Retail a useful source of revenue for RAK Ceramics in 'tough' market
Company looks to roll out showrooms in Saudi Arabia after success in home market
RAK Ceramics is looking to expand its retail presence in a bid to replace some of the revenue lost from a slowdown in the market for new commercial projects.
The company, which manufactures tiles, sanitary ware and tableware, reported a 7.2 per cent year-on-year decline in second quarter revenue to Dh667.4 million, but managed to improve net profit by 37 per cent to Dh61.2m during the same period. For the six-month period, net profit dropped 11 per cent to Dh90.2m as revenue fell 7 per cent to Dh1.29 billion.
"Looking at the region – and also the whole world today – it is not an easy place to do business," RAK Ceramics chief executive, Abdallah Massaad, told The National. "You see liquidity is tight, government budgets are down, spending power is less, but we are happy or satisfied from the results we have."
Mr Massaad said that a rebranding exercise implemented last year, which was followed by the introduction of dedicated company showrooms, had paid off.
"In the UAE, our sales to projects is down [but] our sales in retail is up. So we mitigated by investing in our showrooms and our positioning."
The company is now extending this model to Saudi Arabia, where its first showroom opened on Al Kharj Road in Riyadh three months ago, and a second showroom in the city will open next month. Its first Jeddah showroom – at 2,800 square-metres – will open early next year.
"We are rolling out the marketing, the positioning and our rebranding in Saudi now," Mr Massaad said.
RAK Ceramics completed a buyout of its distribution partners in Saudi Arabia last year and is scouting potential sites for a manufacturing facility in the kingdom, which is currently served from its Ras Al Khaimah base.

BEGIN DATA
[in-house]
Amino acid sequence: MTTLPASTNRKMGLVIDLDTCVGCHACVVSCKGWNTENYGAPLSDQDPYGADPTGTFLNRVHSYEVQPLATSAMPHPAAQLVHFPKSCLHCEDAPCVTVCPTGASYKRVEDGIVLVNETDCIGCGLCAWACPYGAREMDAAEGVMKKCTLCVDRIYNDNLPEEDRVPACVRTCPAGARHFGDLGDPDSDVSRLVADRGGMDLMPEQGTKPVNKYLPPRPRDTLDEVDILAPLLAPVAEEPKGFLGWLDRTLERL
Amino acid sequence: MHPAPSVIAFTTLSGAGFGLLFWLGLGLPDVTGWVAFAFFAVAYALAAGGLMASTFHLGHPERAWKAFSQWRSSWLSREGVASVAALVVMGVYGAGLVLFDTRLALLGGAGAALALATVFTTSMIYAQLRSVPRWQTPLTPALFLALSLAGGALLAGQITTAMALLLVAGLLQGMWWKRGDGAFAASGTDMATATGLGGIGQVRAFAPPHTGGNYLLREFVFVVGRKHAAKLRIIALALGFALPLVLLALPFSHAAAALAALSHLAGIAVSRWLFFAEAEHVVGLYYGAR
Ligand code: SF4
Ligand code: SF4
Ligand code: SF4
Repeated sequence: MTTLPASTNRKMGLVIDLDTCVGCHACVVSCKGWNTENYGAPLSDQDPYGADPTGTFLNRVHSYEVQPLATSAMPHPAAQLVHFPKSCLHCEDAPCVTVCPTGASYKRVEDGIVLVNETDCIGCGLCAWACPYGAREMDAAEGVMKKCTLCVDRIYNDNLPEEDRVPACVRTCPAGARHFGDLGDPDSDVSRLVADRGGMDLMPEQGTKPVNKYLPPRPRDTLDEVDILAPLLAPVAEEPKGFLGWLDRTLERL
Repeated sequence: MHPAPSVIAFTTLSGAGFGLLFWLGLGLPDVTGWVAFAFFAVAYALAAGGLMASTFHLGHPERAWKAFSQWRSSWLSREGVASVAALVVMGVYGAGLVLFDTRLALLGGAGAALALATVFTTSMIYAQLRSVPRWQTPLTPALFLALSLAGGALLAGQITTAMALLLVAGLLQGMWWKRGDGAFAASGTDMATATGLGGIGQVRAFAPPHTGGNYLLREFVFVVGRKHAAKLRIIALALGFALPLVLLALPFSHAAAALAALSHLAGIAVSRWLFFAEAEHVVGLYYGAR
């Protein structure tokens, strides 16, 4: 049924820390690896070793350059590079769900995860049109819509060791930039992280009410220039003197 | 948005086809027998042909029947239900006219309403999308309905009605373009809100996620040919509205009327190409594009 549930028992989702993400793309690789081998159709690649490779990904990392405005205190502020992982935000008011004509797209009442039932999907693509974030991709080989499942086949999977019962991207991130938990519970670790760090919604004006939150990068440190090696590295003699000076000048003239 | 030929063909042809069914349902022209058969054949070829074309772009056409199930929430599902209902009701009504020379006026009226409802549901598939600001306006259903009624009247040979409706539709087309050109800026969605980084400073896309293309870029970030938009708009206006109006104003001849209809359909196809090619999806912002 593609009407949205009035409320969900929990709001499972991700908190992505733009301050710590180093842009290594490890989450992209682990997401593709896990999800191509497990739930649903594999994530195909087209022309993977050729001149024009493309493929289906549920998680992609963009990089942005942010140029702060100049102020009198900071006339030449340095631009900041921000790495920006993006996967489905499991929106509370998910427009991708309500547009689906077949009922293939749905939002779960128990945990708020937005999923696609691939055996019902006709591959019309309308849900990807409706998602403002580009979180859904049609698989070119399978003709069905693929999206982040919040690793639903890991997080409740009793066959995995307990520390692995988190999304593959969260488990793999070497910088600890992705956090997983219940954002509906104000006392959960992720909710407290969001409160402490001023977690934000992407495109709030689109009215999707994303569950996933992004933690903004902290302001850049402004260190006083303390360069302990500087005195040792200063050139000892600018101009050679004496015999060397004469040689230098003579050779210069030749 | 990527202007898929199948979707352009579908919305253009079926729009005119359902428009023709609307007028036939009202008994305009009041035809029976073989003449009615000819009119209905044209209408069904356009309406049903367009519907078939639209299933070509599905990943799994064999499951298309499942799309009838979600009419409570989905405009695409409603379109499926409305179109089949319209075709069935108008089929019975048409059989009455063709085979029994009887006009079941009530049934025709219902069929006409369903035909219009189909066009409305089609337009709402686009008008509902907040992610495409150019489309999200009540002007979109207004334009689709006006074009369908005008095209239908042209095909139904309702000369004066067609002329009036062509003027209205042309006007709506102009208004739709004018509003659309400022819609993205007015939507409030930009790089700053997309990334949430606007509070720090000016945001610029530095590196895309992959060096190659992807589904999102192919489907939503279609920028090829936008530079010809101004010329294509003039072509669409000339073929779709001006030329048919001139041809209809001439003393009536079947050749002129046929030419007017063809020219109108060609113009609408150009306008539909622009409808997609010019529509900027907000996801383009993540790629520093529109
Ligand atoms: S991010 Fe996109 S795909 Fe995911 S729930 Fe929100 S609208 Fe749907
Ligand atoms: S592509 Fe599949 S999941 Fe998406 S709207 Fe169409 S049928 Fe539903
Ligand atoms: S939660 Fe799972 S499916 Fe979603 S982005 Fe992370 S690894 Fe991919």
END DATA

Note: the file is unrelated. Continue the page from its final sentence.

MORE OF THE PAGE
He said Saudi Arabia is the biggest market in the region for ceramics, and there were advantages of having a base in the kingdom in terms of energy costs, availability of raw materials and proximity to the market.
Mr Massaad said the company could accommodate any increase in borrowing that may be required to build a new facility through its own cash flows, adding that it is generating "almost half a billion dirhams" a year in earnings before tax, depreciation and amortisation.
"We are paying dividends on a yearly basis, we are improving our capacity and in spite of this also we are reducing our net debt," he said. "The cash flow in the company supports the financing of any expansion we want to do."
The long-term outlook for the construction sector in Saudi Arabia is positive, but there are doubts as to when the industry will begin to reap the benefits of increased investment in the kingdom's non-oil economy.
In its recent Mena Market View report, UK construction consultancy Mace said work associated with the kingdom's Vision 2030 strategy would "drive industry growth over the coming years, but the speed at which the privatisation programme is delivered will influence the outlook".
"Investment in infrastructure, housing and facilities for tourists will underpin construction activity growth over the coming years," the report said.
Updated: August 7, 2019 01:32 PM